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Trump says open to bilateral Canada, Mexico pacts if NAFTA talks fail

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U.S. Commerce Secretary Wilbur Ross, one of Trump’s top trade advisers, downplayed the chances that a NAFTA termination would become necessary.

“We don’t hope it will, we don’t desire that it will, we don’t believe that it will, but it is at least a conceptual possibility as we go forward,” Ross said.

But U.S. and Mexican corporate chief executives gathered in Mexico City said they would be better off with no NAFTA than be saddled with a “bad agreement.”

AGGRESSIVE PROPOSALS

Trade experts said the NAFTA talks were likely to stall in the face of aggressive U.S. attempts to sharply increase content requirements for autos and auto parts.

People briefed on U.S. proposals to be presented this week said Washington was seeking to sharply lift North American content threshold in car manufacturing.

The proposals call for North American content overall to rise to 85 percent from the current 62.5 percent. In addition, the United States wants to add a new 50 percent U.S.-specific content requirement, something that was not in the earlier agreements.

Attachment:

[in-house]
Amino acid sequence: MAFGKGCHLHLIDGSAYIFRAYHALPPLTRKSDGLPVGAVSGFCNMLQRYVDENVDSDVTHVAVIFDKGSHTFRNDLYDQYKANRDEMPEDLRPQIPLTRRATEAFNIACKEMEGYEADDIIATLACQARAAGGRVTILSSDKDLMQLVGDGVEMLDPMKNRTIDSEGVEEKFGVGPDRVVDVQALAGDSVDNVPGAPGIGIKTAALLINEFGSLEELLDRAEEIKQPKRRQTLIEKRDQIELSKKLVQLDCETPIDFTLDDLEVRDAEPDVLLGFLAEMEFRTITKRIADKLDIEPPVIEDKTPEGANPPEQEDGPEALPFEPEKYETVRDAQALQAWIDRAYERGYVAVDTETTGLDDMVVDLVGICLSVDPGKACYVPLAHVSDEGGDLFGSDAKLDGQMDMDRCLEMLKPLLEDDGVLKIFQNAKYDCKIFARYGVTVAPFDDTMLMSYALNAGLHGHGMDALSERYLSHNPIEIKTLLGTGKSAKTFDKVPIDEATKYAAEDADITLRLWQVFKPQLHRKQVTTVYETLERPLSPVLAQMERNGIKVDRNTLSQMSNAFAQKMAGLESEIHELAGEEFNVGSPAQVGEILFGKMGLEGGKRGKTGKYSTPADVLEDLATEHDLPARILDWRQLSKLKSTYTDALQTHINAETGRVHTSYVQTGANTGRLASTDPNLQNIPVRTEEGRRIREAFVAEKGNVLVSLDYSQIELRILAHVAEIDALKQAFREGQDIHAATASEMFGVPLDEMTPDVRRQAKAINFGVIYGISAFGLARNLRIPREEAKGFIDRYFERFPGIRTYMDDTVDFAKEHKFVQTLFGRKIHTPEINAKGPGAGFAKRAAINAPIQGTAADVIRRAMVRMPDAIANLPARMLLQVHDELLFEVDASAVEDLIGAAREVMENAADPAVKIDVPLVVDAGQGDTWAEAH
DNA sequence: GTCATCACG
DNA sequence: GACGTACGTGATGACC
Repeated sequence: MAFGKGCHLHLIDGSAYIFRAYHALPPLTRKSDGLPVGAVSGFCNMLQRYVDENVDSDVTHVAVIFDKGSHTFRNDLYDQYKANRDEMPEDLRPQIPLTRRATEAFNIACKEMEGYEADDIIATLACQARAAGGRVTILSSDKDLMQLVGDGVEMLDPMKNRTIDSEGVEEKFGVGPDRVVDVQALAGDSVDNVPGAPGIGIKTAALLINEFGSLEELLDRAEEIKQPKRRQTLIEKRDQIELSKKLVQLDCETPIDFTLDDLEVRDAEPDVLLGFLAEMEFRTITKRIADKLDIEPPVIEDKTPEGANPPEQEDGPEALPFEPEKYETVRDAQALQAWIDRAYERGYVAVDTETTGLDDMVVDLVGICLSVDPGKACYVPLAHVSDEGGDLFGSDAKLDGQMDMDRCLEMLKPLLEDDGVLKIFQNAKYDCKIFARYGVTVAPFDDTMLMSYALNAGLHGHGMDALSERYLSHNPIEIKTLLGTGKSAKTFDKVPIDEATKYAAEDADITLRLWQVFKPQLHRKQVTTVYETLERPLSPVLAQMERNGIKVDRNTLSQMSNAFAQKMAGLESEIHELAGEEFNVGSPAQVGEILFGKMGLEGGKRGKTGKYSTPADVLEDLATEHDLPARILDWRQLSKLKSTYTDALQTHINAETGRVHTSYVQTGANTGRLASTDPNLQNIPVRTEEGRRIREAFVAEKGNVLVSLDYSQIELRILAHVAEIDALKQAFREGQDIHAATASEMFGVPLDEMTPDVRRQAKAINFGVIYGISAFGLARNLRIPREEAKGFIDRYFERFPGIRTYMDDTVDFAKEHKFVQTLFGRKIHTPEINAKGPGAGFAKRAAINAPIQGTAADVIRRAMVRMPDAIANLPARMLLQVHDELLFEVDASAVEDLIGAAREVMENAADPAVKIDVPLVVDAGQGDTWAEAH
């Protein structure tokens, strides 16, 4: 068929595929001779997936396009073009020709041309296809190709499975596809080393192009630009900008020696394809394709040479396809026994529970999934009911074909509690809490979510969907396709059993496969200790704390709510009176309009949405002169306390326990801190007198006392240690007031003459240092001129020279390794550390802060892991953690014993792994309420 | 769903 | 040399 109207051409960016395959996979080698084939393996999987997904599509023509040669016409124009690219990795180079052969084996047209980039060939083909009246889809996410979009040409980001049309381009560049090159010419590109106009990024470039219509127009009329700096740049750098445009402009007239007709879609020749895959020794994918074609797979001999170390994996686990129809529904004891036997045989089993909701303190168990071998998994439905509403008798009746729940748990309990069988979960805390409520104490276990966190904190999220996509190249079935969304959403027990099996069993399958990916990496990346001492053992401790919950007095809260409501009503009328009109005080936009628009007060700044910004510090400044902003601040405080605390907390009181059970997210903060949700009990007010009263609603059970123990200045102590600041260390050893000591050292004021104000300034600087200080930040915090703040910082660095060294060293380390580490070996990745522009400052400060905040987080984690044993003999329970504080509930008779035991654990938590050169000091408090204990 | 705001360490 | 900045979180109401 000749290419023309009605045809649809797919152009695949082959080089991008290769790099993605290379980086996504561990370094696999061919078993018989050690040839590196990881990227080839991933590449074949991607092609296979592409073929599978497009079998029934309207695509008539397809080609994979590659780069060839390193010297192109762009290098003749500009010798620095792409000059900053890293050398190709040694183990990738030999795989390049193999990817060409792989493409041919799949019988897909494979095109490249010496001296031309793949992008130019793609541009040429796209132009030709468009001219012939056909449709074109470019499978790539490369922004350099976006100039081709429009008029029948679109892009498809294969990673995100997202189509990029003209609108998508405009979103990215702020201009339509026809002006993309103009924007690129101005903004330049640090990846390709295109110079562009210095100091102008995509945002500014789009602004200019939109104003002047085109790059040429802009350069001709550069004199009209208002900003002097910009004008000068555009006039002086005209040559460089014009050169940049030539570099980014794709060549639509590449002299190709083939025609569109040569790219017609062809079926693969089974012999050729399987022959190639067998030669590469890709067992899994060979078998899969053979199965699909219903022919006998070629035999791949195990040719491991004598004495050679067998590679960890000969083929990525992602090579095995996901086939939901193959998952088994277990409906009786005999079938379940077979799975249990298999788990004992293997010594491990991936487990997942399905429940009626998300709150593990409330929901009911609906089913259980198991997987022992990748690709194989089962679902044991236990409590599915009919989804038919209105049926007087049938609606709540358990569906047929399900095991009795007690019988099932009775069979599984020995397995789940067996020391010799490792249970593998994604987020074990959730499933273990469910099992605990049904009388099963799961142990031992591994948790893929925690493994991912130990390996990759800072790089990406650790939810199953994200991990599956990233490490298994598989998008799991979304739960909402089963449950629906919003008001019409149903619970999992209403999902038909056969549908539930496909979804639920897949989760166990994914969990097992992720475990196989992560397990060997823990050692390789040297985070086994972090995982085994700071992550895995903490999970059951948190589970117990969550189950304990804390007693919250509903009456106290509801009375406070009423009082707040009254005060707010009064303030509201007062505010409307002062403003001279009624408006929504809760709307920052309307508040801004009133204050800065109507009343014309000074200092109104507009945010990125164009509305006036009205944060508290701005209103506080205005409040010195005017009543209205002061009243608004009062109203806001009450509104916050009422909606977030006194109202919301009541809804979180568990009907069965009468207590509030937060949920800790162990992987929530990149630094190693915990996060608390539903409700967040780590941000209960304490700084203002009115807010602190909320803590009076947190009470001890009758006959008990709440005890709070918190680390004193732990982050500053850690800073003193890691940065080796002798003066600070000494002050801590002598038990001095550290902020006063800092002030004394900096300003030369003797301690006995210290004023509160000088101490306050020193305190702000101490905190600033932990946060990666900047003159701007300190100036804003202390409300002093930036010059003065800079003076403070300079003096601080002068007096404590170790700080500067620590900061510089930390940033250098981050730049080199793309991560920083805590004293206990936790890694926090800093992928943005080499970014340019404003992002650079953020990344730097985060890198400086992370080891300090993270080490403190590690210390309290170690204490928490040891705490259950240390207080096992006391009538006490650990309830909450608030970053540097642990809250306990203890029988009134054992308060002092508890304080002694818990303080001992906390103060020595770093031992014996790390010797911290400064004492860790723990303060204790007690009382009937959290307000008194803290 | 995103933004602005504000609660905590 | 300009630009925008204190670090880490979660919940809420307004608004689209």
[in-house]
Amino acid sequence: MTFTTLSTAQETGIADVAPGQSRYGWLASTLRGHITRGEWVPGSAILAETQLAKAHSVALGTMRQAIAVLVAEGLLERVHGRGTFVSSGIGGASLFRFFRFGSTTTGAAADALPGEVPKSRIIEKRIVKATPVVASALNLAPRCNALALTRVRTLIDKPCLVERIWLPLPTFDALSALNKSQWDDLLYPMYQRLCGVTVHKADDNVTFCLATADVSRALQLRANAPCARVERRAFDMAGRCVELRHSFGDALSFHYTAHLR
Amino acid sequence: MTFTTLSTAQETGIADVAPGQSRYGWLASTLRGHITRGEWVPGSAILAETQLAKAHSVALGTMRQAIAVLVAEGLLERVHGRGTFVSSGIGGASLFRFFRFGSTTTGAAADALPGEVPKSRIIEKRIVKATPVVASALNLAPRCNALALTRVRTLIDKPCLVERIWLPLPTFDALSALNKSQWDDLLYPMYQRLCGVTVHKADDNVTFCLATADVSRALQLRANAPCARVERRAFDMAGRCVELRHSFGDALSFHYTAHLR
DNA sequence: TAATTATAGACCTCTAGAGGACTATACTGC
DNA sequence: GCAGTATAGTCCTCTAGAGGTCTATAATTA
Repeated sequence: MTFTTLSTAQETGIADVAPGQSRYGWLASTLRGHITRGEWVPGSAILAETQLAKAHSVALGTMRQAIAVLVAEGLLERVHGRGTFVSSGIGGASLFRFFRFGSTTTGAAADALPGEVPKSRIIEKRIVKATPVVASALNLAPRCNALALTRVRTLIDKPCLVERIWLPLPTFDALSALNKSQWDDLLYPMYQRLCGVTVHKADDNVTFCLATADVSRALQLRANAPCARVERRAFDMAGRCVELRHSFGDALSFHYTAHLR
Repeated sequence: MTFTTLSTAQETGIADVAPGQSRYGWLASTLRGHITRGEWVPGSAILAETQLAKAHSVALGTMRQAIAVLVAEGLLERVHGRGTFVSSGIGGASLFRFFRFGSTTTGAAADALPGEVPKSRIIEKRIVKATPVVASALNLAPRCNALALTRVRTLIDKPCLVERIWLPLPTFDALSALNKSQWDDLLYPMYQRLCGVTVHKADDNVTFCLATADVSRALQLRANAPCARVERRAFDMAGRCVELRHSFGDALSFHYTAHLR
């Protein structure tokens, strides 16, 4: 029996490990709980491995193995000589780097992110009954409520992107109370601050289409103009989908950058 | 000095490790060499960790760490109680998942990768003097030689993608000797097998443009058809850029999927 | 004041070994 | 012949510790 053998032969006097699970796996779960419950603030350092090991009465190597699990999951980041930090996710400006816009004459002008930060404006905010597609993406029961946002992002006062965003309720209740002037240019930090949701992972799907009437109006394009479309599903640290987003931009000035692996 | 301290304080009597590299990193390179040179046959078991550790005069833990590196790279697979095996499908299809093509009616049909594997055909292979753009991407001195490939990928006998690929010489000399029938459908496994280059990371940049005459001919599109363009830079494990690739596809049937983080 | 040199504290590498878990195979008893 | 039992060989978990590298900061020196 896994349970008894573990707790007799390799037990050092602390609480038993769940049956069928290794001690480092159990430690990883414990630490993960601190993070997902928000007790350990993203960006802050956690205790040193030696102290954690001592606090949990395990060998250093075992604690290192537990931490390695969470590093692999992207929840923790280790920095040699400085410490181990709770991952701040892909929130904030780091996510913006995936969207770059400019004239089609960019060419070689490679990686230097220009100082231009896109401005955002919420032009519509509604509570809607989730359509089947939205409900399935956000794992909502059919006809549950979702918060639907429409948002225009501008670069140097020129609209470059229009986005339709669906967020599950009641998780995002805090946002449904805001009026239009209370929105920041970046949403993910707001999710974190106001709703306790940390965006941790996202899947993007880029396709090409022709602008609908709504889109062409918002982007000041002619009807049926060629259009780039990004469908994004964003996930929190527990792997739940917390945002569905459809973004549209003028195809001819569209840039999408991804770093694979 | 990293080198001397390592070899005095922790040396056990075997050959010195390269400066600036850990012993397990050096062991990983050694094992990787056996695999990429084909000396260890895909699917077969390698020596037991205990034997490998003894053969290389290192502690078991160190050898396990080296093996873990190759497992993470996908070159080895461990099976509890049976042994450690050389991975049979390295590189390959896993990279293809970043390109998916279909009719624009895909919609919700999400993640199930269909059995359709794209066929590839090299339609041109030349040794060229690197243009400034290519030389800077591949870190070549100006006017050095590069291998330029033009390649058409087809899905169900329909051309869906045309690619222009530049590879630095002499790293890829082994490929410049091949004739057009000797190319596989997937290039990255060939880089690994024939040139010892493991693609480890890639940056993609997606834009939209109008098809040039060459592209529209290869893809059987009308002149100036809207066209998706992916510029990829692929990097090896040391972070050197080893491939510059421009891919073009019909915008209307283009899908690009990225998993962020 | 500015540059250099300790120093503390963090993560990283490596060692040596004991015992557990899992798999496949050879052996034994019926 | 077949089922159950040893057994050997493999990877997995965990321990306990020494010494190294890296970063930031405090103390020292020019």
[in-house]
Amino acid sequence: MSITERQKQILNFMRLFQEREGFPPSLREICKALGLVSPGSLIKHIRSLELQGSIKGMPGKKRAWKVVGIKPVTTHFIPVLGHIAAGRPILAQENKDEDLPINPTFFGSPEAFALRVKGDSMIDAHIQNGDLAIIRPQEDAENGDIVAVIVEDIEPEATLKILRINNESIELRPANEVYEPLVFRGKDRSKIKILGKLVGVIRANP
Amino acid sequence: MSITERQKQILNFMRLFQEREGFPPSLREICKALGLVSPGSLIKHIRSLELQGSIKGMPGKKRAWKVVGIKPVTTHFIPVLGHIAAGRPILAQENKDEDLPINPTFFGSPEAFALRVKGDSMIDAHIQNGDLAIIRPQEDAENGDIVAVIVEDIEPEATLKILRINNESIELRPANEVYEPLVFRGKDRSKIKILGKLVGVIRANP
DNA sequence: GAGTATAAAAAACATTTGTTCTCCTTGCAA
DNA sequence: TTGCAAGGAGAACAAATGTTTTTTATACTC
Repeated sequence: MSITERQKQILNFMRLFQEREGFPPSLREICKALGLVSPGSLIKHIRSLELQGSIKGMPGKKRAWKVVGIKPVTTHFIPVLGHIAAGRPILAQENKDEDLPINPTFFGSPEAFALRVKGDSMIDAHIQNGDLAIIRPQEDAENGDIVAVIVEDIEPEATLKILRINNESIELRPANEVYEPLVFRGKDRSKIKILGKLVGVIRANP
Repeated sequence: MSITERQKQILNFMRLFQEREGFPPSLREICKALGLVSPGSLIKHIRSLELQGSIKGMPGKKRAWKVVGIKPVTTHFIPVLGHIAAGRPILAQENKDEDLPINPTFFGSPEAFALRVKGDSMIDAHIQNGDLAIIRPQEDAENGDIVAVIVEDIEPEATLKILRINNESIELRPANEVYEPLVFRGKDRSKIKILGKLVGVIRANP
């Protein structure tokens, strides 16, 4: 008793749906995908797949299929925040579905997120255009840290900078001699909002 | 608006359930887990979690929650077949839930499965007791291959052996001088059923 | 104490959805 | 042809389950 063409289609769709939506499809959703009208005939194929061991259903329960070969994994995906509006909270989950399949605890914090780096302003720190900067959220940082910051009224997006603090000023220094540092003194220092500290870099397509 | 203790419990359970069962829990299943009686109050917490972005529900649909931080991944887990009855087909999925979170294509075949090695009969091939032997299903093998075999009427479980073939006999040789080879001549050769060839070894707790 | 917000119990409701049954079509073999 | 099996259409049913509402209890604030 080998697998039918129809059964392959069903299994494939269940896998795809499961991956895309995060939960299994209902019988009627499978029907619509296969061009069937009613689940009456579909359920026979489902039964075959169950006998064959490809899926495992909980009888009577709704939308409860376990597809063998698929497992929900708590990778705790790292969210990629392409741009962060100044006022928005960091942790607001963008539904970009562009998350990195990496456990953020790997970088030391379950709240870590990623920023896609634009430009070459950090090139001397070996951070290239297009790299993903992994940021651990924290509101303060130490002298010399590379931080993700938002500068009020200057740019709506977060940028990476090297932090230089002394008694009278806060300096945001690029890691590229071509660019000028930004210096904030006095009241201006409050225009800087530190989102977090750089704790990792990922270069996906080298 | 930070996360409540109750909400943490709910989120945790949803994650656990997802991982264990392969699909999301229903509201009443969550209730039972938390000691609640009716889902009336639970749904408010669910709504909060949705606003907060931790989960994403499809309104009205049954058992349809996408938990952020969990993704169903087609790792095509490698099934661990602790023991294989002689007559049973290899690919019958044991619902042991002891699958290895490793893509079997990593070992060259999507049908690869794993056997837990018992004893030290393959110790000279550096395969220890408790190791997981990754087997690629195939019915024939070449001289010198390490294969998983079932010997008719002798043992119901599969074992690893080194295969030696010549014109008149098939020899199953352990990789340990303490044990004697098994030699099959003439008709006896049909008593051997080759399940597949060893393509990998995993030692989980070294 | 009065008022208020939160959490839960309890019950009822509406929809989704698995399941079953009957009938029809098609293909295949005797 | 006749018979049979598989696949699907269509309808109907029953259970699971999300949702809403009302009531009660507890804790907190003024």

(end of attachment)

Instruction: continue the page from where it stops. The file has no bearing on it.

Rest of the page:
“These will be met with widespread opposition from Canada and Mexico. I think it’s just a bridge too far,” said Wendy Cutler, the Asia Society’s Washington policy director and former chief U.S. negotiator for the Trans-Pacific Partnership trade deal canceled by Trump.

The U.S. side sees strengthening the rules of origin for the auto industry as a way to bring back some auto parts production, including electronics, from Asia. But Mexico strongly opposes a U.S.-specific content requirement, which would limit the growth of its own car industry.

The difficult issue of rules of origin will be addressed mostly at the end of the current talks, according to a schedule obtained by Reuters. The negotiations were extended on Wednesday by two days to Oct 17.

Other U.S. proposals opposed by Canada, Mexico and U.S. business interests include the five-year sunset provision, radical changes to NAFTA’s dispute arbitration systems, changes to intellectual property provisions and new protections for U.S. seasonal produce growers.

U.S. Trade Representative Robert Lighthizer said on Wednesday the three nations had completed their negotiations on company competition policy, reaching an agreement that goes beyond previous U.S. trade deals to ensure “certain rights and transparency under each nation’s competition laws.”

Reuters
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